Megan Dowsett is a freelance creative consultant working with museums and galleries.

Through the name Norris and the Flamingo, she shares the sense of adventure that runs through all of life, wherever we are on our journey. A sense of imagination, of possibility and discovery, for children and adults alike.

Her core values come down to two simple things:

People: At the heart of everything she does, people are there – be it audiences of any age or background, volunteers, staff or freelancers and apprentices. She believes that the best projects take everybody with them on a learning journey.

Creativity: In every role she’s taken, creativity has played a key priority. Working in Museums and Galleries, creativity brings a valuable opportunity to think about the same things in a different way.

Museums and galleries are the perfect place to bring the joy of discovery and magic of adventure to everyone who passes through the doors - and to invite those who haven't yet braved these sometimes intimidating buildings, to do so in a dynamic and inviting way.

Over twelve years working in these exciting settings, Megan has developed extensive experience in both managing and delivering creative projects that engage with a wide variety of audiences.

30 August 2011

Talent on fabric - Heat transfer inks in action

IMG_3316Exploring the vivid magic of transfer inks during the holiday workshops, I was particularly inspired by the creativity, vision and experimentation of two sisters. here are the fabric landscapes of Beth (above) and Kate (below).IMG_3320

16 August 2011

Printing the Torres

As I collaged my photos from Torres del Paine the other day, it dawned on me that the shapes I was cutting would also 'feel' rather landscape-ish ... and so, even as I tried to embark on a new technique, I found myself once more building a collograph. And the 'quick prints' I intended to make turned into epic adventures of intaglio exploration.
Torres 2
Above, the traditional black intaglio print; below, an initial experiment with black and white onto sugar paper. It's not a good print yet, but I'm rather excited by the effects and colours!
Torres 1

15 August 2011

Earth Sculpture

Earth Sculpture 016
Another day of elements, this time, Earth Sculpture ... With my 6-9 year olds, I felt they had used clay plenty of times so was out to try something new. Thus, the messiest day (well, another messy day) in Orleans House history, as we explored ways of using kinds of earth to make sculpture. Compost, the original earth, secretly embedded with seeds that, fingers crossed, will spring into giant bean stalks. And sand, the one material that every child already sculpts every summer, without an atom of encouragement ...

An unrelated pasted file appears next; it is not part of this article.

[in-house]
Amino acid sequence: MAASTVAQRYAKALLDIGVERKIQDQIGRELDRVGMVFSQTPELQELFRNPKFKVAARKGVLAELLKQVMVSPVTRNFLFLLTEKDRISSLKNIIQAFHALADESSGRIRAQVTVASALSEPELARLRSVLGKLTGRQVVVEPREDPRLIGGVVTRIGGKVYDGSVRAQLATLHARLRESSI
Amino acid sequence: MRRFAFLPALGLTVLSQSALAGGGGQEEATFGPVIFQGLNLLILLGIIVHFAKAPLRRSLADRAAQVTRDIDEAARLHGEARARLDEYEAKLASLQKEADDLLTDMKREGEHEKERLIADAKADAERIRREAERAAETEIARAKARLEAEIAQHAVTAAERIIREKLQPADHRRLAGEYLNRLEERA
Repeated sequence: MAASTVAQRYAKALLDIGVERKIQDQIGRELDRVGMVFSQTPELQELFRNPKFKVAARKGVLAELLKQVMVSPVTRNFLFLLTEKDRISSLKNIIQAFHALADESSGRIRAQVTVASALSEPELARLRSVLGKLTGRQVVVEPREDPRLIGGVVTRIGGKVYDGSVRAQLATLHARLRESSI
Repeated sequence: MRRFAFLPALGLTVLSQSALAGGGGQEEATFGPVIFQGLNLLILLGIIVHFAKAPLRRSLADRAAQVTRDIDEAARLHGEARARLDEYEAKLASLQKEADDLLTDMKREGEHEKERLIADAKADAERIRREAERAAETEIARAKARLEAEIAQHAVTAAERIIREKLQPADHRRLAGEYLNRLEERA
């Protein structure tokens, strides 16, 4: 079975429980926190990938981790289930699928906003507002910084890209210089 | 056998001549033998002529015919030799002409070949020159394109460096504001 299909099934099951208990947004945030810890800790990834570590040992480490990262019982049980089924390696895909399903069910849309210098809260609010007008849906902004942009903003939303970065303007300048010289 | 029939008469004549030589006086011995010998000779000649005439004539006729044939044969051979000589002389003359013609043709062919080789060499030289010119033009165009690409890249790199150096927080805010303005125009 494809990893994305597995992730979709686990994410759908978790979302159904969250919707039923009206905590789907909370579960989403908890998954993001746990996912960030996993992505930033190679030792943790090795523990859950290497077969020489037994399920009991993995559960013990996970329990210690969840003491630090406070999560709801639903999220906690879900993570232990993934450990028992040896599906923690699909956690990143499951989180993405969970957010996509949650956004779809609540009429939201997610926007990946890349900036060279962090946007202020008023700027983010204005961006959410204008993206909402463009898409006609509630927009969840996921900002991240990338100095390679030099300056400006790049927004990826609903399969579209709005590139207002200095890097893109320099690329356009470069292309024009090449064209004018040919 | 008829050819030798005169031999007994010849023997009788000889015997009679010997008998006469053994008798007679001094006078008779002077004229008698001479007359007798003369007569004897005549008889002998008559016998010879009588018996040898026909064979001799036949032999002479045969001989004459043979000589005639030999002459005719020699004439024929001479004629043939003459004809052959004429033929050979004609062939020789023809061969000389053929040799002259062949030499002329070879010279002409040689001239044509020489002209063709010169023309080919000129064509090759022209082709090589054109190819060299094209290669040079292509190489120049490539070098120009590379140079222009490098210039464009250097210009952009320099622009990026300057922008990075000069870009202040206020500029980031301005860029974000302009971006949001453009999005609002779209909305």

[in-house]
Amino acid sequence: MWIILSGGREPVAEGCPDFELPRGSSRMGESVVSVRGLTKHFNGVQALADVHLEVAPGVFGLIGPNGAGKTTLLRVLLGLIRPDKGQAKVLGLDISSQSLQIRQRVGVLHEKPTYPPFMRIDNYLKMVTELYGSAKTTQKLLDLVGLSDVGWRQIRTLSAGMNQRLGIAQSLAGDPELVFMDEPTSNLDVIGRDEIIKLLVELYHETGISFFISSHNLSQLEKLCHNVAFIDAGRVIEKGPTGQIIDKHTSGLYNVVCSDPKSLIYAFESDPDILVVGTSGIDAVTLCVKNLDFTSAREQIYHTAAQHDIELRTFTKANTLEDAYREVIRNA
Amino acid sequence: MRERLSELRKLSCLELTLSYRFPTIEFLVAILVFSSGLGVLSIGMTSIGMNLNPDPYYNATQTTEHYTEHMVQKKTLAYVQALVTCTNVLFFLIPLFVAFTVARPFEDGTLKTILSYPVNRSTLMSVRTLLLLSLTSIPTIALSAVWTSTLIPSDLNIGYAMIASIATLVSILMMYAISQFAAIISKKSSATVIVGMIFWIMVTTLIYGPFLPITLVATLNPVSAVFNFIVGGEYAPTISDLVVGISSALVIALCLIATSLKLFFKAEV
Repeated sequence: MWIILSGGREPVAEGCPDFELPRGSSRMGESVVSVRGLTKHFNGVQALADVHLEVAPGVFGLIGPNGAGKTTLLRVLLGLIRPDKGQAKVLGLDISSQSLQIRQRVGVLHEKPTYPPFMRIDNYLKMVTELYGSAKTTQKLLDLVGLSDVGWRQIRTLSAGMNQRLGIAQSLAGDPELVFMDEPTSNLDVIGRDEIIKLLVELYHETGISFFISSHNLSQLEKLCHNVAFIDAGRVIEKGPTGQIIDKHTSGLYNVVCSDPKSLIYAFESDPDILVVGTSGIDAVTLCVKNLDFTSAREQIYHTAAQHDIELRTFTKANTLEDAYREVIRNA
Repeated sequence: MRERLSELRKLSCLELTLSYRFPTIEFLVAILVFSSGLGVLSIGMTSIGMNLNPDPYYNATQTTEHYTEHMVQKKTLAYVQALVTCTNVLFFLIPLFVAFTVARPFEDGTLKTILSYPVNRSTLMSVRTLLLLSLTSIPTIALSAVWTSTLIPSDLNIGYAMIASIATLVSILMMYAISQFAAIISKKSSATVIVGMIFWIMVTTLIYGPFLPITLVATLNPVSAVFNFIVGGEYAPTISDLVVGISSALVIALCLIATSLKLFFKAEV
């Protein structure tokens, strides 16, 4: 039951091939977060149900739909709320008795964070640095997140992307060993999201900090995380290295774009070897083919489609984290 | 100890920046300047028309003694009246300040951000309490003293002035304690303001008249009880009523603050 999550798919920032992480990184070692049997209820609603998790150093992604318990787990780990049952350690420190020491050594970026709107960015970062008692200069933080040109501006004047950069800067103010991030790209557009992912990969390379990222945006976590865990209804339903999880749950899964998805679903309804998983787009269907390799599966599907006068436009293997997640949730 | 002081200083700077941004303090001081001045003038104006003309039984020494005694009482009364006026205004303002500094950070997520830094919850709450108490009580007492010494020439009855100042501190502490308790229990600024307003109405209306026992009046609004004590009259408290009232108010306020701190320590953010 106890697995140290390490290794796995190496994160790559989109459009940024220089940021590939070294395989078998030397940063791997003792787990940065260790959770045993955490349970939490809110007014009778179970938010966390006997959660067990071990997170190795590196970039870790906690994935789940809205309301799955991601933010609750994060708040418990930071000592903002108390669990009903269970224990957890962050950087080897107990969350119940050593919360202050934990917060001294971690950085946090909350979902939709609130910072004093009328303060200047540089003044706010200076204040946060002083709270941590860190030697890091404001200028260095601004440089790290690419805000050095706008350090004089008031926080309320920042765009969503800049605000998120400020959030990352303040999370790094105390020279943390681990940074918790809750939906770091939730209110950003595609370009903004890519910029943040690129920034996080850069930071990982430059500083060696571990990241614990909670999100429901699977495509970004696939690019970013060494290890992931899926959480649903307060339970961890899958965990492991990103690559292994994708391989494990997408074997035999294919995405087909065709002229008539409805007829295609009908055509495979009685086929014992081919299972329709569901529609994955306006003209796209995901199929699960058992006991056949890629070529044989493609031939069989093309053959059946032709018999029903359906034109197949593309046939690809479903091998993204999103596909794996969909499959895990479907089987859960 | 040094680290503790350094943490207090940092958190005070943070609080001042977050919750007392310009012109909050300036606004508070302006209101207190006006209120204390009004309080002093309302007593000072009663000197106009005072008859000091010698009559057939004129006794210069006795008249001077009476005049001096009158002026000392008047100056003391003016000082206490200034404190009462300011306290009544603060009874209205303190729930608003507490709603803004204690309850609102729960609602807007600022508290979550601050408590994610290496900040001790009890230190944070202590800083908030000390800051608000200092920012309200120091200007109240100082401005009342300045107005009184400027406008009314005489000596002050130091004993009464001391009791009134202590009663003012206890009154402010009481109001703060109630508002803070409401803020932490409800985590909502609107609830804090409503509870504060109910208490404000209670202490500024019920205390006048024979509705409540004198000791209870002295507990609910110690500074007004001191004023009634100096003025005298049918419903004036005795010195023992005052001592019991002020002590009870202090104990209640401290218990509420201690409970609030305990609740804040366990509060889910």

Earth Sculpture 014

13 August 2011

Characterising the Winds

Collograph 003Summer Holidays again, and a week of activities, 'Elements of Art'. So with the teenagers (well, 9-14s), we printed air, so to speak. I've long been drawn to the characters of the different winds as expressed in fables and drawn into the corners of ancient maps, so I asked my groups to think of how they could characterise the winds in the collographs. From the aggressive north wind to the cheeky east wind and gentle west wind, we had a lovely selection of plates to print from.
Collograph 007
As is often the case with collographs, some got luckier than others in the final prints they achieved form their plates, but here is one print and one plate, to give you a taste ...

6 August 2011

The surreal landscapes of Torres del Paine

Condor Landscape_0001I thought it was high time I shared something I'd been up to myself, so although it's very early stages in my latest project, here are today's collaged landscapes, using photos from Torres del Paine. This may, eventually, lead to a back drop for my condor box... one of my seven intended 'bird boxes' inspired by the birds of South America.
Condor Landscape_0002

2 August 2011

Home for Orphaned Dishes

I found another incredible exhibit at the Whitechapel and it made me smile. Alan Kane has collected the rejected pots from charity shops, and displayed them as you would archaeological relics. They look amazing. But not only that, he's opened up half the space to be filled by us, the junk-shopping public, and the relics we find in charity shops. What fun! So, I'm off to trawl the dusty shelves of Balham's charity shops ...